ofe_akwu and _ofe_ora (1)

Hi readers and seekers of Global kitchen knowledge like me, through the Global Food Book. I find this platform an interesting site to communicate, inform, and educate you on some African contemporary delicacies. I urge you to share with me types of food, processes and methods of preparation, as you will find it exciting, tempting and very easy to administer in your own kitchen, by yourself.
* Vegetable- Ora leaves
* Cocoyam- 8 corms
* Red palm oil- 3 cooking spoons
* Assorted beef- includes best cut, shaki (cow. tail)
* Assorted fish- Dry fish and stock fish
* Chilli pepper, salt and crayfish(to fish)
* Seasoning- 3 Maggi or any knorr cubes
Grind the crayfish and pepper and set aside. Wash and boil the cocoyam corms till soft. Remove the peels and use a mortar and pestle to pound the corms to a smooth paste, using your finger, cut the Ora leaves into tiny pieces. This technique is to prevent the vegetable from becoming darker in colour. This happens when you cut the Ora with a knife.
1. Boil the shaki(cow tail), stock fish and dry fish in 1 litre of water till they are well done. First sign of a done shaki is that the cuts will start curling on itself.
2. Wash the beef and add to the pot of shaki etc and continue cooking. When the meat is done, add 3 cubes of maggi/knorr and cook for 5 minuets.
3. Add the already grinded pepper and crayfish and cook for 10 minutes. Add the cocoyam paste in the lumps and then the palm oil.
4. Cover the pot and leave to cook on high heat till all the cocoyam lumps have dissolved. You can add more water if you feel that the soup is too thick.
5. Add the Ora leaves and leave to cook for about 5 minuets.
6. Add salt to taste and the soup is ready to be served, don’t forget to share with loved ones.

* Palm fruits- 1kg
* Beef
* Dry Fish
* vegetable- scent leaves (nchuanwu leave)
* Onions-2 medium bulbs
* Crayfish- A handful/2 tablespoons of grinded crayfish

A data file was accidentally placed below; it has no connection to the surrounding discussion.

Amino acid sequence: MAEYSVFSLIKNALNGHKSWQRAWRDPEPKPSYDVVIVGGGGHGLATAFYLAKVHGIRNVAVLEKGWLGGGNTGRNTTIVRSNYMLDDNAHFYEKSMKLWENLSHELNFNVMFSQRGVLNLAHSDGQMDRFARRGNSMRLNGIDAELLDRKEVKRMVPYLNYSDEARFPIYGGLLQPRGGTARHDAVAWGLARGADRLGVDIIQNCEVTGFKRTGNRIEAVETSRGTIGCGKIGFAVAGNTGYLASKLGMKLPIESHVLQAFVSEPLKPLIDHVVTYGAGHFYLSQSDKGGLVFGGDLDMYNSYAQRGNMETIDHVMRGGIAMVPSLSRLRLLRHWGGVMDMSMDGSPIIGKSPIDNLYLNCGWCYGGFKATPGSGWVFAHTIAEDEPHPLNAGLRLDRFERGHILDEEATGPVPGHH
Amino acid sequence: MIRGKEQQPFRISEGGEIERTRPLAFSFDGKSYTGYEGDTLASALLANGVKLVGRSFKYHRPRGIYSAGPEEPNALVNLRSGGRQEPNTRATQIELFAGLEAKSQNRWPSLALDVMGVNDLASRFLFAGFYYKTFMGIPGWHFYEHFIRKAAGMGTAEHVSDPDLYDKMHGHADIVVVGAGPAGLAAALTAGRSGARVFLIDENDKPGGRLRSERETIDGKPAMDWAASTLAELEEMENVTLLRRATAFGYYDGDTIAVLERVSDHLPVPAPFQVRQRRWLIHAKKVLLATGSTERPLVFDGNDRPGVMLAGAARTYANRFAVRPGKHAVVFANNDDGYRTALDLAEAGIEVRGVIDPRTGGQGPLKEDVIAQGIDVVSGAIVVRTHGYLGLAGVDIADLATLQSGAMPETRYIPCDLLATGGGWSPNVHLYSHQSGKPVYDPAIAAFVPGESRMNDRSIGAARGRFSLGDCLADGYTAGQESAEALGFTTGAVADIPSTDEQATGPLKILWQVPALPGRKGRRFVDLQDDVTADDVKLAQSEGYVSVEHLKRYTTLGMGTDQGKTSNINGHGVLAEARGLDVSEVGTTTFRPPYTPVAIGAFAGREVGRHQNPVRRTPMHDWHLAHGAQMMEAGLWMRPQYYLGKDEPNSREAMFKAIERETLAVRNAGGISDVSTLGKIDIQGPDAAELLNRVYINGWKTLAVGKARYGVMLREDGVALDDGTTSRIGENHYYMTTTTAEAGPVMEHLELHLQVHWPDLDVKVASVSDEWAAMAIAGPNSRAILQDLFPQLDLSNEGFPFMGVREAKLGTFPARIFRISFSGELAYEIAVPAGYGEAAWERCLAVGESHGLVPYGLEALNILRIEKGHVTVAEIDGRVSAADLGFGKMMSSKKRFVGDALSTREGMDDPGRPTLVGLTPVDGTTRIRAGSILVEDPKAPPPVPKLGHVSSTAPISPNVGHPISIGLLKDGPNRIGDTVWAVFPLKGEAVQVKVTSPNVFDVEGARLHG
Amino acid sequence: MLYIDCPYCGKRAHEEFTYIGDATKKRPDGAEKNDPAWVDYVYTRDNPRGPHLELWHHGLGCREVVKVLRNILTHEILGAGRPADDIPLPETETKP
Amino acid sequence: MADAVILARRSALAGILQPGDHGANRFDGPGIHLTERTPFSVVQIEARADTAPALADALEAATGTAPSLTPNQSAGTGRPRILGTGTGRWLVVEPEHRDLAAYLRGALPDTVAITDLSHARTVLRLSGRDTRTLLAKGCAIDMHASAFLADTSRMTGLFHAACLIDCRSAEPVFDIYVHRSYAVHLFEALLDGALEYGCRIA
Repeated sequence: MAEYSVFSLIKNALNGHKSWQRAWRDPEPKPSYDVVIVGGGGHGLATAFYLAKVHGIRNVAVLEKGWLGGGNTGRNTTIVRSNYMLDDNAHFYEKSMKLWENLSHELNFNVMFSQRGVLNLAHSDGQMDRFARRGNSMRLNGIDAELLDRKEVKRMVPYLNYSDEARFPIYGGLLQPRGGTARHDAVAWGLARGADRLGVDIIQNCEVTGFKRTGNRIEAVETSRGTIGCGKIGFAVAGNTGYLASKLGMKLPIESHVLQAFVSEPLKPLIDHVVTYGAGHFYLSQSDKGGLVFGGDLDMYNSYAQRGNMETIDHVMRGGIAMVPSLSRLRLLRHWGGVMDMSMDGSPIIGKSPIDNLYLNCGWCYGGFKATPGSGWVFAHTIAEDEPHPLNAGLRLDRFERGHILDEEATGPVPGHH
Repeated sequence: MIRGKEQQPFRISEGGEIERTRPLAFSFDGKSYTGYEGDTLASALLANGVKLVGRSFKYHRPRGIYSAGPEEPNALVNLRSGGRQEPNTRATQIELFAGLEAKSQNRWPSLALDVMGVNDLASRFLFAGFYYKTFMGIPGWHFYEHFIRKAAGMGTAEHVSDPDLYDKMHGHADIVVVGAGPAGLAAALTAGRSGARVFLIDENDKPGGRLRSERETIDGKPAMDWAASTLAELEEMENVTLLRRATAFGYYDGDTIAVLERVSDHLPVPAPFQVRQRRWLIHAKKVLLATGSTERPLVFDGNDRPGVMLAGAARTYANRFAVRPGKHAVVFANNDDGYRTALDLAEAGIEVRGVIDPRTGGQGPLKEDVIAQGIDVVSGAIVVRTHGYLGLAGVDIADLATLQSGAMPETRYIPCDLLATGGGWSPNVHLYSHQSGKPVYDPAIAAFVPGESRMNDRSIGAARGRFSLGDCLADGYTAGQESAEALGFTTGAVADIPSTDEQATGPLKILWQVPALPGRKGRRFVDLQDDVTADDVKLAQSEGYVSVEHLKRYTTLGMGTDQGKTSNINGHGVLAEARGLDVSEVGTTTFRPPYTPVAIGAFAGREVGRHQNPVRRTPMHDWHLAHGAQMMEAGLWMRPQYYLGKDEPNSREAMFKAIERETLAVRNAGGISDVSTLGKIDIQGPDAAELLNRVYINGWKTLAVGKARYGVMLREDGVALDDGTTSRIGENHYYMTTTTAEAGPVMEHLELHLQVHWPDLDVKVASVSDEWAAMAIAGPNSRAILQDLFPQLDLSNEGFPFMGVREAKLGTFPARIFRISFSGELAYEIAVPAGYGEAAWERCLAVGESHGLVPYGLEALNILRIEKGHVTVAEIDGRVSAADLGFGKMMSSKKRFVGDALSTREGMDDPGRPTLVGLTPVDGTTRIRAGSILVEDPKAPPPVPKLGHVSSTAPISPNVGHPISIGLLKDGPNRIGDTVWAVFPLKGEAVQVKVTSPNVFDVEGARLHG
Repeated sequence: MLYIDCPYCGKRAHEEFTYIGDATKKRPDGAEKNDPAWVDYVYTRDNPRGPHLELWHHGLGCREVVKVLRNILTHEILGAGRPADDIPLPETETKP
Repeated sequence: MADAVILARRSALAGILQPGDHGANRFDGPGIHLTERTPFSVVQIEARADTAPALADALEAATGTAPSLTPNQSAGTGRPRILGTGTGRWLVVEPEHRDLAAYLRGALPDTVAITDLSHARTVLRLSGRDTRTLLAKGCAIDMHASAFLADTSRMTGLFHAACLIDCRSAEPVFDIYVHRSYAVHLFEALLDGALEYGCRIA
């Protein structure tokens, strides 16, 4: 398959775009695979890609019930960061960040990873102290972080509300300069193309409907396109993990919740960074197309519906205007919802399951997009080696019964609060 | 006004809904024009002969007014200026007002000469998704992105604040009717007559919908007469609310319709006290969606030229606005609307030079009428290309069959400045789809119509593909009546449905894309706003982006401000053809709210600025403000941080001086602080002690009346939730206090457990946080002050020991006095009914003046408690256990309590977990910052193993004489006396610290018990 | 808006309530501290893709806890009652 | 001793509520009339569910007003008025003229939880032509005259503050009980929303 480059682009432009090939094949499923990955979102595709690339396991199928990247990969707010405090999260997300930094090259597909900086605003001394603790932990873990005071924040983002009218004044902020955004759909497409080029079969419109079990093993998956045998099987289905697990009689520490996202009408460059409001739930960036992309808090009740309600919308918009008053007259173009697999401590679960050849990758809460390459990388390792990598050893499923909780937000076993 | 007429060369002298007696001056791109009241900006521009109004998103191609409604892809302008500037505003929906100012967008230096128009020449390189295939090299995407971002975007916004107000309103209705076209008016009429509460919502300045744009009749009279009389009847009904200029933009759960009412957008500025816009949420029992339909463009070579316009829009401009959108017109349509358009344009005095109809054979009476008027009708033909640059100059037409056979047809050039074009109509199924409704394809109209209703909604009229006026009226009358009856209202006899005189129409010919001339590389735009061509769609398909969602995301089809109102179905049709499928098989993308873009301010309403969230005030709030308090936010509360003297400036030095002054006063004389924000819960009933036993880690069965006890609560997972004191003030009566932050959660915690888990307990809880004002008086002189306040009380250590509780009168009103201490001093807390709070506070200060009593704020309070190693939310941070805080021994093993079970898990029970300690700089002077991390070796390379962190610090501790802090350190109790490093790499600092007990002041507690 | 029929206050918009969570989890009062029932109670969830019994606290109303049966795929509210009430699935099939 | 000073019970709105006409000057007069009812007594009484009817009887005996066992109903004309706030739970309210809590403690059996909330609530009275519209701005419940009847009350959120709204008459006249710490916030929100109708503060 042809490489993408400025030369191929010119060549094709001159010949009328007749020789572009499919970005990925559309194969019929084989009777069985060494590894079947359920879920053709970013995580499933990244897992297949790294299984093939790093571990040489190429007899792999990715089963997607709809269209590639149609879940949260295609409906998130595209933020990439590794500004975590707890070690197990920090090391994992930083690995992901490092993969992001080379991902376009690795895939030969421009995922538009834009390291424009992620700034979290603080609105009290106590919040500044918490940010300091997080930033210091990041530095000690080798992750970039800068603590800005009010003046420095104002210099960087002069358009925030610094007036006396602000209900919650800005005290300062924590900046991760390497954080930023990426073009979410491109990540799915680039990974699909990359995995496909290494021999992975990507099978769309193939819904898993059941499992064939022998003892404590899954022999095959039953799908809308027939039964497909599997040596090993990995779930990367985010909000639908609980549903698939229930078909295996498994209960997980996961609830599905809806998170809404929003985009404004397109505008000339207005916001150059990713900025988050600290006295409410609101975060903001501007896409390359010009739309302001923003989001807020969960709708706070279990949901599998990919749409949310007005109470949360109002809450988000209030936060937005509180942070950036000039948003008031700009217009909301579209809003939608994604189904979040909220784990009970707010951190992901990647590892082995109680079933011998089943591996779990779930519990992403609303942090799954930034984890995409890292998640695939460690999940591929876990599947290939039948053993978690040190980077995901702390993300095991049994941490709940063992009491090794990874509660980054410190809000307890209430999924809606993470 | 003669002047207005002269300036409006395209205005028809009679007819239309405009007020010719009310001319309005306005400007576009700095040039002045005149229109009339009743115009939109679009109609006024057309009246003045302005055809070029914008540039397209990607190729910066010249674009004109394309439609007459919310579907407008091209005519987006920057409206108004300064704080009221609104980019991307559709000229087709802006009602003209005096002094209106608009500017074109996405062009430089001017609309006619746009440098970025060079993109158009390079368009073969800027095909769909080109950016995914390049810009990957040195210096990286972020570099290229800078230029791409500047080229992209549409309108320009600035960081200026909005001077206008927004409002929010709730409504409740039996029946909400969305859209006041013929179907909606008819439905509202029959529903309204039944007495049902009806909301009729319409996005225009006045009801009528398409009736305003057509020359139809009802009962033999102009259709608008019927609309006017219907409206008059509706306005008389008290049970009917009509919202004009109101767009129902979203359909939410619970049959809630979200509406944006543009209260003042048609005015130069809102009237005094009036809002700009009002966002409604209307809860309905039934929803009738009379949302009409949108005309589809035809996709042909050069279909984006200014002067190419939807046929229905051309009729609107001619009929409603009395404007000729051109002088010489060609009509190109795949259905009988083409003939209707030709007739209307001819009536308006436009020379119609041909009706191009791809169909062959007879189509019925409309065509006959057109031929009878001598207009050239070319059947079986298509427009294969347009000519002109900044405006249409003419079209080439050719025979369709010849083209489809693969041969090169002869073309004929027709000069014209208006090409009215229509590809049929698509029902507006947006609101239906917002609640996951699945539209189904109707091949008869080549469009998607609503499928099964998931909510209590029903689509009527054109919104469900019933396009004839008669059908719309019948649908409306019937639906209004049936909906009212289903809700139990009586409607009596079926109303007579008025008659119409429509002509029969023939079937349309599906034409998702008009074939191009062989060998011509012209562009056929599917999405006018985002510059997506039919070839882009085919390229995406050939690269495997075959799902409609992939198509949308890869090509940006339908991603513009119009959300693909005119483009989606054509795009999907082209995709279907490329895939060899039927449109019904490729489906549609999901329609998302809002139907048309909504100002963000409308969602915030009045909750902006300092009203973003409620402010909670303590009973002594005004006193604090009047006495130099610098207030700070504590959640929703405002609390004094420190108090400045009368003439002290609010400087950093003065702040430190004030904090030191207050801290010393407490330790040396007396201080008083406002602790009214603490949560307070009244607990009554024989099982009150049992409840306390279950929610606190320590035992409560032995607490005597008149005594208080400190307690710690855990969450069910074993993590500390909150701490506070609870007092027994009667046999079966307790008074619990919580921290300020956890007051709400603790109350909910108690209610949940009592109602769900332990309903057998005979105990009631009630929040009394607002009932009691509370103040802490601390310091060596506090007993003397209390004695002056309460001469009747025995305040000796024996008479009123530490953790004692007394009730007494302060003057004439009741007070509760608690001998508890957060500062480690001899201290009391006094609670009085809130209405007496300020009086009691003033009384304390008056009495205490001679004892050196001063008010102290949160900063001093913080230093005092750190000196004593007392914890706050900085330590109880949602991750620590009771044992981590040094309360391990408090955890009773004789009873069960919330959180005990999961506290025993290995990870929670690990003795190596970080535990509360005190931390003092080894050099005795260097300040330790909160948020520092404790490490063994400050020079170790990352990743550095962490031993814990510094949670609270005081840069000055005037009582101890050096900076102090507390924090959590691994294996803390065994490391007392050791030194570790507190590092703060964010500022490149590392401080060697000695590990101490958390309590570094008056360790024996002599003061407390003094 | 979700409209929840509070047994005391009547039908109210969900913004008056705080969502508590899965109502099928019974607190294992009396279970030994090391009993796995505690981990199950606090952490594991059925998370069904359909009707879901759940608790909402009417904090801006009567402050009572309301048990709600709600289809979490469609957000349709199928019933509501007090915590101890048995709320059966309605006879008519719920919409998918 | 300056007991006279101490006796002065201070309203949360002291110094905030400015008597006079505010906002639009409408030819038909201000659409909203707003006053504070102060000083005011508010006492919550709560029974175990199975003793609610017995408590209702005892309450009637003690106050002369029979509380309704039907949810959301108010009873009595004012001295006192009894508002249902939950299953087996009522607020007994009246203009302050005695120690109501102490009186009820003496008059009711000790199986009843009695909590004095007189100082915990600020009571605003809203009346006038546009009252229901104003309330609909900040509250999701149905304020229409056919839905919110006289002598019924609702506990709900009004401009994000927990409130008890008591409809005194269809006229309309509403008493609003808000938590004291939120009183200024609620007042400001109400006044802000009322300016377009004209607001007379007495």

* Salt and chilli pepper-to taste
* Seasoning- 3maggi/ knorr cubes
1. Wash and cook the palm fruits till done. A good sign that the palm fruit is done is that you will notice cracks on the flesh of the fruits. The palm fruit is also soft to the bite
2. Pound the palm fruits in a mortar with a pestle till all the flesh are separated from the nut to form a smooth pulp.
3. Cook the beef and the dry fish with 1 bulb of diced onion and the 3 maggi/knorr cubes till done.
4. While you have the beef cooking, extract the palm fruit oil from the palm fruit pulp by washing it in warm water. Small quantities of the palm fruit pulp should be washed in a small quantity of warm water as possible. If the palm fruit oil is getting too thick, pour the liquid into another container through a sieve to prevent the palm fruit fibres from entering into the oil that will be used in cooking the Ofe Akwu soup. Repeat this till all the palm fruit pulp has been washed.
5. Leave the extracted palm fruit oil to stand for some time then slowly pour this into the pot that will be used to cook the Ofe Akwu Stew, taking care not to pour the tiny pieces of fibre that have settled at the bottom.
6. Wash and cut the scent leaves into tiny pieces. The scent leaves are what gives the Ofe Akwu soup its unique aroma and taste. If you are outside Nigeria, this may be little difficult to find, so you can use pumpkin leaves or any other vegetable scent leaves available.
7. Cut the remaining bulb of onion, grind the crayfish and pepper and set aside.

1. Set the pot of palm fruit oil on the stove and start cooking at high heat. Leave to boil till you notice come clear oil at the surface of the Ofe Akwu Stew. If you think that the Ofe Akwu stew is watery, cook till the soup has thickened to the consistency you will like for your stews.
2. Now, add scent leaves and salt to taste. Leave to cook for 2 minutes. The Ofe Akwu Stew is done. Please serve with white rice, do enjoy your dining moment.

In my next edition, I will teach on how to prepare other important African delicacies, such as Ukwa (Bread fruit) etc.
Warning: Don’t ever play with your stomach, for what you eat is your only share of all your material acquisitions and wealth.

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  • Stacey

    I will cook ofe akwu this weekend and I will use this recipe.

    You made it look very easy. Thanks for sharing

  • Peter

    I love African dishes and I love the way you’ve detailed the steps for preparing these two recipes.

    Great post! Well done

    • Glad to know that you love African dishes. Enjoy yourself